The Urgent Need for Climate-resilient & Renewable Infrastructure
According to the OECD, there is a significant gap between total projected infrastructure needs and trends in infrastructure investment.
It estimates USD $6.3 trillion per year is required under business-as-usual just to meet the infrastructure needs for continued economic development, while global investment was estimated to be USD $3.4 trillion in 2014. (Source: OECD Environment Policy Paper No. 14)
This translates to an additional need for USD $3+ trillion a year of investments into climate related infrastructure.
In a report co-written with the Inter-American Development Bank, Mercer proposed that to develop sustainable infrastructure, we must reduce about 30% investments from traditional energy infrastructure, with similar increases into energy efficiency and low-carbon core infrastructure.
The Opportunity Set in Energy Transition
This enormous need for financing this transition will have to be funded from a mixture of public and private resources.
“Investing in sustainable infrastructure is the growth story of the future”
The Global Commission on the Economy & Climate (2016)
The challenges of building climate and energy transition infrastructure vary by country or region.
In emerging and developing markets, it’s about building new infrastructure as part of urbanisation and city development, as well as providing basic needs such as access to energy, transportation, telecommunications and utilities.
For developed nations, the focus is on replacing and upgrading existing infrastructure and networks.
Furthermore, countries must be cognizant of the increasing occurrence and frequency of natural disasters and the need to incorporate climate resilience into new or existing infrastructure.
In Australia, this involves moving to non-carbon polluting energy generation, such as wind and solar generation. This involves not just investments into power generation, but more critically, additional commitment into overhauling the overall energy grid.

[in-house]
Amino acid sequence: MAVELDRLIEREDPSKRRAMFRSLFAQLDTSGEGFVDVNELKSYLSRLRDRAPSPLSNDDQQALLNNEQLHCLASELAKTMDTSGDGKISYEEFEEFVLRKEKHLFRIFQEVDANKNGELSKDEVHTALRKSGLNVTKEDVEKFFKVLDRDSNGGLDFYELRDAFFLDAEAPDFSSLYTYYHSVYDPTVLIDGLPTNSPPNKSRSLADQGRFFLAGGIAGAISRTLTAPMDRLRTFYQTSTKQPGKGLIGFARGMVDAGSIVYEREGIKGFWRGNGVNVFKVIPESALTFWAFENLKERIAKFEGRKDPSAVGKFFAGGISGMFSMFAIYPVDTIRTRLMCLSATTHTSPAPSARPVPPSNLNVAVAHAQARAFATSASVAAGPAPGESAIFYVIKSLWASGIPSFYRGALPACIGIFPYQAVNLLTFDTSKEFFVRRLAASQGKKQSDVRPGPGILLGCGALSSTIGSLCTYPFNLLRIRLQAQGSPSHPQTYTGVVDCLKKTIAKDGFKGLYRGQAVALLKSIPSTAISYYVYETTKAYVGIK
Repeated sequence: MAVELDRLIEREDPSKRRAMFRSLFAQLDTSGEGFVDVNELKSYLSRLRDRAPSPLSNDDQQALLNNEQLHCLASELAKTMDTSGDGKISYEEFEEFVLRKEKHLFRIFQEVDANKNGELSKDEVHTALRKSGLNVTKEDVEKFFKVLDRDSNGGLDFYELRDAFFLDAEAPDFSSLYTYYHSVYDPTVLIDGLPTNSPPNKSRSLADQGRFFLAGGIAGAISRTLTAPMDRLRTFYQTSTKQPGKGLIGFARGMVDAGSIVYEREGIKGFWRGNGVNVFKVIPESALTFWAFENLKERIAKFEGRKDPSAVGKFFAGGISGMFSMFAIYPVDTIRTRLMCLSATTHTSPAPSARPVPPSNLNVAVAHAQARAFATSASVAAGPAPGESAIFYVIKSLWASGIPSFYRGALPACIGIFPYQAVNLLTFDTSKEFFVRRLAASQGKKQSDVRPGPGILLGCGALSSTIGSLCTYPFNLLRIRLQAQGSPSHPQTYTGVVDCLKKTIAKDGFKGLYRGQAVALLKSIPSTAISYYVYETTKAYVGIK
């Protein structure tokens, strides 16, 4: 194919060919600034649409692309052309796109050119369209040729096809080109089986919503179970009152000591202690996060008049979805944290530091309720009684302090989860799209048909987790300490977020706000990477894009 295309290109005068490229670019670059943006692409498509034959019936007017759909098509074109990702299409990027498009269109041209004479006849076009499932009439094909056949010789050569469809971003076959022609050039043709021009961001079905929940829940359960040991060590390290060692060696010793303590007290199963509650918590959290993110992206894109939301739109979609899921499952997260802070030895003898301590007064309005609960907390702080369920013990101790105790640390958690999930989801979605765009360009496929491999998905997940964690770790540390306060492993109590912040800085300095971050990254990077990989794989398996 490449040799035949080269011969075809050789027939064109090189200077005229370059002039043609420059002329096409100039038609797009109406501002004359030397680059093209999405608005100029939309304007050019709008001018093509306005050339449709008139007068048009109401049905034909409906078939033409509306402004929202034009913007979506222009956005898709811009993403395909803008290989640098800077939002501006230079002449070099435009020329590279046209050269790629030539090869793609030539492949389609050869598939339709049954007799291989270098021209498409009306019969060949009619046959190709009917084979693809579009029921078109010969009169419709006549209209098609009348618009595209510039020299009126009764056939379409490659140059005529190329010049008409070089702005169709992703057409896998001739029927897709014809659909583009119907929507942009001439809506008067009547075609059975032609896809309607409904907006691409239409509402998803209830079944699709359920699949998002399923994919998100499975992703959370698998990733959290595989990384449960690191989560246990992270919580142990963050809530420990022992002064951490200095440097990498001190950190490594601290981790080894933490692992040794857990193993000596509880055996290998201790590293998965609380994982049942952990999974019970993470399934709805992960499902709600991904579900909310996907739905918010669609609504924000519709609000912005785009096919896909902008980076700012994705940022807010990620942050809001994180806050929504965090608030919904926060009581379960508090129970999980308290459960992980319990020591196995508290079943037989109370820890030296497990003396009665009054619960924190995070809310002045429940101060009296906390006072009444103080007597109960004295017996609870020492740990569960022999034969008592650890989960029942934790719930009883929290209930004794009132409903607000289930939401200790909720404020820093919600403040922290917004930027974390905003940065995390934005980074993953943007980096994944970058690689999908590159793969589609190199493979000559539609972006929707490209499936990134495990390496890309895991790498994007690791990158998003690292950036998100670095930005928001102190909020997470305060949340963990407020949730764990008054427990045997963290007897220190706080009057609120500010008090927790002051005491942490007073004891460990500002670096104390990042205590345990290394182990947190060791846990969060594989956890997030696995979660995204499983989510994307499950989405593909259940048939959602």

Government estimates indicate that more than A$80 billion will be required to be invested in decarbonisation in Australia by 2030.
The [i3] Energy Transition Infrastructure Forum will bring together institutional investors with responsibilities for infrastructure and sustainability, to discuss capital allocation strategies for this asset class.
Discussion points include:
- Investing in renewable infrastructure and energy transition as part of investor asset allocation strategies
- Funding the transition in the context of net zero commitment and decarbonisation pathways
- Beyond wind and solar – which other sectors or technology are attractive? Eg batteries, distributed energy, hydrogen, transmission assets etc
- Offshore opportunities due to favourable policy frameworks: US Inflation Reduction Act, European Green Deal
- Financing the transition through the capital stack: Debt vs Equity. Taking private?
- Long term macro trends and structural changes: Investments required to transition from brown to green? Pricing stranded assets?
- Geopolitics of climate change and energy security: Onshoring of supply chain and manufacturers, new industrial processes, emerging markets
- The role of natural capital in energy transition
- Understanding the nature of critical minerals in energy transition: Lithium, cobalt, copper